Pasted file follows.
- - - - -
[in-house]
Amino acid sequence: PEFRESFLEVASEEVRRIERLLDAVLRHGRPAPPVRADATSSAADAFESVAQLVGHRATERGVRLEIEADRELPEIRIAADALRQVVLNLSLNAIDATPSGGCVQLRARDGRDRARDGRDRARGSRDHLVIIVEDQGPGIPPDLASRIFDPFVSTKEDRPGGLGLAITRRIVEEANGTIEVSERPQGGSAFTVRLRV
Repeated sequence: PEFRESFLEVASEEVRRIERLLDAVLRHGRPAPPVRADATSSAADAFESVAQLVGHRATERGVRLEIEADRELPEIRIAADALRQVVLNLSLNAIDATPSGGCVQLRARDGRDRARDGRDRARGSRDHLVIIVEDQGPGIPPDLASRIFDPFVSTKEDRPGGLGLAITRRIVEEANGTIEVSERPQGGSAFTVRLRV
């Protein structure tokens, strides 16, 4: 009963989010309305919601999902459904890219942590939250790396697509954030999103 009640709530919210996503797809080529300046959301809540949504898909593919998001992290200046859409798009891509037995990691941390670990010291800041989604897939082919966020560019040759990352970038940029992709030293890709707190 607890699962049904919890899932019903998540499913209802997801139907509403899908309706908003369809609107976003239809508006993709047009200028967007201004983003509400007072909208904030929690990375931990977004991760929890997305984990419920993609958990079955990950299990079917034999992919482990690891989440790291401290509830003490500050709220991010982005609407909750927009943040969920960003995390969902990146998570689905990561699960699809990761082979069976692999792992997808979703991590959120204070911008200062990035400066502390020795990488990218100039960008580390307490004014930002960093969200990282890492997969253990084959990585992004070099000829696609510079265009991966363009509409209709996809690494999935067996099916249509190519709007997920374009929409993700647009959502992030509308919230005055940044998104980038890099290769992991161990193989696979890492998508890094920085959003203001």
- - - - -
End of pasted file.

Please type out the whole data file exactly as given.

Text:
[in-house]
Amino acid sequence: PEFRESFLEVASEEVRRIERLLDAVLRHGRPAPPVRADATSSAADAFESVAQLVGHRATERGVRLEIEADRELPEIRIAADALRQVVLNLSLNAIDATPSGGCVQLRARDGRDRARDGRDRARGSRDHLVIIVEDQGPGIPPDLASRIFDPFVSTKEDRPGGLGLAITRRIVEEANGTIEVSERPQGGSAFTVRLRV
Repeated sequence: PEFRESFLEVASEEVRRIERLLDAVLRHGRPAPPVRADATSSAADAFESVAQLVGHRATERGVRLEIEADRELPEIRIAADALRQVVLNLSLNAIDATPSGGCVQLRARDGRDRARDGRDRARGSRDHLVIIVEDQGPGIPPDLASRIFDPFVSTKEDRPGGLGLAITRRIVEEANGTIEVSERPQGGSAFTVRLRV
């Protein structure tokens, strides 16, 4: 009963989010309305919601999902459904890219942590939250790396697509954030999103 009640709530919210996503797809080529300046959301809540949504898909593919998001992290200046859409798009891509037995990691941390670990010291800041989604897939082919966020560019040759990352970038940029992709030293890709707190 607890699962049904919890899932019903998540499913209802997801139907509403899908309706908003369809609107976003239809508006993709047009200028967007201004983003509400007072909208904030929690990375931990977004991760929890997305984990419920993609958990079955990950299990079917034999992919482990690891989440790291401290509830003490500050709220991010982005609407909750927009943040969920960003995390969902990146998570689905990561699960699809990761082979069976692999792992997808979703991590959120204070911008200062990035400066502390020795990488990218100039960008580390307490004014930002960093969200990282890492997969253990084959990585992004070099000829696609510079265009991966363009509409209709996809690494999935067996099916249509190519709007997920374009929409993700647009959502992030509308919230005055940044998104980038890099290769992991161990193989696979890492998508890094920085959003203001």